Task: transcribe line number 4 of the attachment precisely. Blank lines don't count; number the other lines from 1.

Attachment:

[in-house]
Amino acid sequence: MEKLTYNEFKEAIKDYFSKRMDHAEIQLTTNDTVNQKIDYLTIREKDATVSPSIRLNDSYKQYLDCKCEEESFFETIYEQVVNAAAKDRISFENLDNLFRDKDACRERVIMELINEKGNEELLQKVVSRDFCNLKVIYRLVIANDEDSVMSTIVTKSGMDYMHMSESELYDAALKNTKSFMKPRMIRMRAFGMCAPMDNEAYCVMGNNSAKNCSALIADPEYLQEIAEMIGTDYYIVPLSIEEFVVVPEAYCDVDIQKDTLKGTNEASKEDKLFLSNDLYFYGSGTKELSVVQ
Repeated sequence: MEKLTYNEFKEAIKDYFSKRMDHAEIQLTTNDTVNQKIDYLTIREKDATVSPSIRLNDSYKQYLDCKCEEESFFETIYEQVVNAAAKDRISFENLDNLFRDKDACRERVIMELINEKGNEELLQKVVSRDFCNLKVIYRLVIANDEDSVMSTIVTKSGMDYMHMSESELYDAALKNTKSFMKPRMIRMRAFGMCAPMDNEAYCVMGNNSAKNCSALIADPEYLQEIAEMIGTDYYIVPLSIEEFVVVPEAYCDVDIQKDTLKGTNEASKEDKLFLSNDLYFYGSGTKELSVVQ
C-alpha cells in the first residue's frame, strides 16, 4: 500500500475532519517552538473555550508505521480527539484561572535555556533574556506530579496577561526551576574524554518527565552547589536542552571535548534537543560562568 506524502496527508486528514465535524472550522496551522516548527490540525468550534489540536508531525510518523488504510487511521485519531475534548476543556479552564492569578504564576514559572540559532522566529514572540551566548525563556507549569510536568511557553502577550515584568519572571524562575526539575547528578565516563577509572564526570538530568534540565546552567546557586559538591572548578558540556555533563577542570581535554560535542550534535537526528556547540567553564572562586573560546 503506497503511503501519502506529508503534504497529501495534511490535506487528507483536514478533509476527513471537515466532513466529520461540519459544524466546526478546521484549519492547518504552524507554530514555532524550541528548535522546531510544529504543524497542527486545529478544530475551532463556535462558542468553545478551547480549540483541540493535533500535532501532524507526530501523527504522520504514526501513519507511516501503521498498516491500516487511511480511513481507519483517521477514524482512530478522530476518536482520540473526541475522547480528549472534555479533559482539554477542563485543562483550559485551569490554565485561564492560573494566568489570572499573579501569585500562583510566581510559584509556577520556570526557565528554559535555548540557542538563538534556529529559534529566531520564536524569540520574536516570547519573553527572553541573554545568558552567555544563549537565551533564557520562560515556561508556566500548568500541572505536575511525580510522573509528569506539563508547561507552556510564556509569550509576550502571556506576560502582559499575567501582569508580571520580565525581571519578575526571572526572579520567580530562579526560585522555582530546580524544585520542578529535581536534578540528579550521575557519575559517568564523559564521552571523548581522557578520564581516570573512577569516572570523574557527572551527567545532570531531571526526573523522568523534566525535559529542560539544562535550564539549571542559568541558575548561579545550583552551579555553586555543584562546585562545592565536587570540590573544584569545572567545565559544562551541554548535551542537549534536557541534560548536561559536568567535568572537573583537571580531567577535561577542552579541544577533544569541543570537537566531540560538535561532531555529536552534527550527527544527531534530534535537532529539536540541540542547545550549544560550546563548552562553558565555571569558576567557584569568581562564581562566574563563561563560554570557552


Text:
C-alpha cells in the first residue's frame, strides 16, 4: 500500500475532519517552538473555550508505521480527539484561572535555556533574556506530579496577561526551576574524554518527565552547589536542552571535548534537543560562568 506524502496527508486528514465535524472550522496551522516548527490540525468550534489540536508531525510518523488504510487511521485519531475534548476543556479552564492569578504564576514559572540559532522566529514572540551566548525563556507549569510536568511557553502577550515584568519572571524562575526539575547528578565516563577509572564526570538530568534540565546552567546557586559538591572548578558540556555533563577542570581535554560535542550534535537526528556547540567553564572562586573560546 503506497503511503501519502506529508503534504497529501495534511490535506487528507483536514478533509476527513471537515466532513466529520461540519459544524466546526478546521484549519492547518504552524507554530514555532524550541528548535522546531510544529504543524497542527486545529478544530475551532463556535462558542468553545478551547480549540483541540493535533500535532501532524507526530501523527504522520504514526501513519507511516501503521498498516491500516487511511480511513481507519483517521477514524482512530478522530476518536482520540473526541475522547480528549472534555479533559482539554477542563485543562483550559485551569490554565485561564492560573494566568489570572499573579501569585500562583510566581510559584509556577520556570526557565528554559535555548540557542538563538534556529529559534529566531520564536524569540520574536516570547519573553527572553541573554545568558552567555544563549537565551533564557520562560515556561508556566500548568500541572505536575511525580510522573509528569506539563508547561507552556510564556509569550509576550502571556506576560502582559499575567501582569508580571520580565525581571519578575526571572526572579520567580530562579526560585522555582530546580524544585520542578529535581536534578540528579550521575557519575559517568564523559564521552571523548581522557578520564581516570573512577569516572570523574557527572551527567545532570531531571526526573523522568523534566525535559529542560539544562535550564539549571542559568541558575548561579545550583552551579555553586555543584562546585562545592565536587570540590573544584569545572567545565559544562551541554548535551542537549534536557541534560548536561559536568567535568572537573583537571580531567577535561577542552579541544577533544569541543570537537566531540560538535561532531555529536552534527550527527544527531534530534535537532529539536540541540542547545550549544560550546563548552562553558565555571569558576567557584569568581562564581562566574563563561563560554570557552